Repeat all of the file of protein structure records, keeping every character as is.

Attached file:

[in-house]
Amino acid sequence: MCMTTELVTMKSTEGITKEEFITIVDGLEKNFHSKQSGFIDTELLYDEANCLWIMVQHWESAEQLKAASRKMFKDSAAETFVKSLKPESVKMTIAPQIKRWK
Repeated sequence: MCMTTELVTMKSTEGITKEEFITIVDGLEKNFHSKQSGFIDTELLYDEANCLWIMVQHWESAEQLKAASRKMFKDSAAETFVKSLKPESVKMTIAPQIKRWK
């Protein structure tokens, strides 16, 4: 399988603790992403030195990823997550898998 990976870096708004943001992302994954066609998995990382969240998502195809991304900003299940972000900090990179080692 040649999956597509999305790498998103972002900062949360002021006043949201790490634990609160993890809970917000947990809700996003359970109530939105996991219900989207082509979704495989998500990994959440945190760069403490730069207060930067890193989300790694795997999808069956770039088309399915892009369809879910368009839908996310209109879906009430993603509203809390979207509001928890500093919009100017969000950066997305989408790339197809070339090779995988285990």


[in-house]
Amino acid sequence: MCMTTELVTMKSTEGITKEEFITIVDGLEKNFHSKQSGFIDTELLYDEANCLWIMVQHWESAEQLKAASRKMFKDSAAETFVKSLKPESVKMTIAPQIKRWK
Repeated sequence: MCMTTELVTMKSTEGITKEEFITIVDGLEKNFHSKQSGFIDTELLYDEANCLWIMVQHWESAEQLKAASRKMFKDSAAETFVKSLKPESVKMTIAPQIKRWK
């Protein structure tokens, strides 16, 4: 399988603790992403030195990823997550898998 990976870096708004943001992302994954066609998995990382969240998502195809991304900003299940972000900090990179080692 040649999956597509999305790498998103972002900062949360002021006043949201790490634990609160993890809970917000947990809700996003359970109530939105996991219900989207082509979704495989998500990994959440945190760069403490730069207060930067890193989300790694795997999808069956770039088309399915892009369809879910368009839908996310209109879906009430993603509203809390979207509001928890500093919009100017969000950066997305989408790339197809070339090779995988285990």